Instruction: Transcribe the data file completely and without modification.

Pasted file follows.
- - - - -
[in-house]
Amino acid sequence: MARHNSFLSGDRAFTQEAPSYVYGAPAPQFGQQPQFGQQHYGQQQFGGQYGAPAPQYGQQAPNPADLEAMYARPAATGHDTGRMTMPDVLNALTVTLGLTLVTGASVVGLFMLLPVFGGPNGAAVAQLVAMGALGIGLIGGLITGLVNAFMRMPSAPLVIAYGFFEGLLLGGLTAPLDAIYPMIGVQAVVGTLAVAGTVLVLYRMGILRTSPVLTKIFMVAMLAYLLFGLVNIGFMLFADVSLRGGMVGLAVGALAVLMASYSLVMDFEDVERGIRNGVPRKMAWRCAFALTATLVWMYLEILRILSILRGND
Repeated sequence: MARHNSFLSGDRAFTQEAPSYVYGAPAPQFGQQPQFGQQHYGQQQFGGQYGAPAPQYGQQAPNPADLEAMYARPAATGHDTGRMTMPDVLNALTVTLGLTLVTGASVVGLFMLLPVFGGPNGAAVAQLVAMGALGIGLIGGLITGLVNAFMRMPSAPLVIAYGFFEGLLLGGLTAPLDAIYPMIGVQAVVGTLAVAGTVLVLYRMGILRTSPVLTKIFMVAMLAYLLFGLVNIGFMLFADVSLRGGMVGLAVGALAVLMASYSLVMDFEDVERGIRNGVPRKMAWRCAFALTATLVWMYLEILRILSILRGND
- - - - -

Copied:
[in-house]
Amino acid sequence: MARHNSFLSGDRAFTQEAPSYVYGAPAPQFGQQPQFGQQHYGQQQFGGQYGAPAPQYGQQAPNPADLEAMYARPAATGHDTGRMTMPDVLNALTVTLGLTLVTGASVVGLFMLLPVFGGPNGAAVAQLVAMGALGIGLIGGLITGLVNAFMRMPSAPLVIAYGFFEGLLLGGLTAPLDAIYPMIGVQAVVGTLAVAGTVLVLYRMGILRTSPVLTKIFMVAMLAYLLFGLVNIGFMLFADVSLRGGMVGLAVGALAVLMASYSLVMDFEDVERGIRNGVPRKMAWRCAFALTATLVWMYLEILRILSILRGND
Repeated sequence: MARHNSFLSGDRAFTQEAPSYVYGAPAPQFGQQPQFGQQHYGQQQFGGQYGAPAPQYGQQAPNPADLEAMYARPAATGHDTGRMTMPDVLNALTVTLGLTLVTGASVVGLFMLLPVFGGPNGAAVAQLVAMGALGIGLIGGLITGLVNAFMRMPSAPLVIAYGFFEGLLLGGLTAPLDAIYPMIGVQAVVGTLAVAGTVLVLYRMGILRTSPVLTKIFMVAMLAYLLFGLVNIGFMLFADVSLRGGMVGLAVGALAVLMASYSLVMDFEDVERGIRNGVPRKMAWRCAFALTATLVWMYLEILRILSILRGND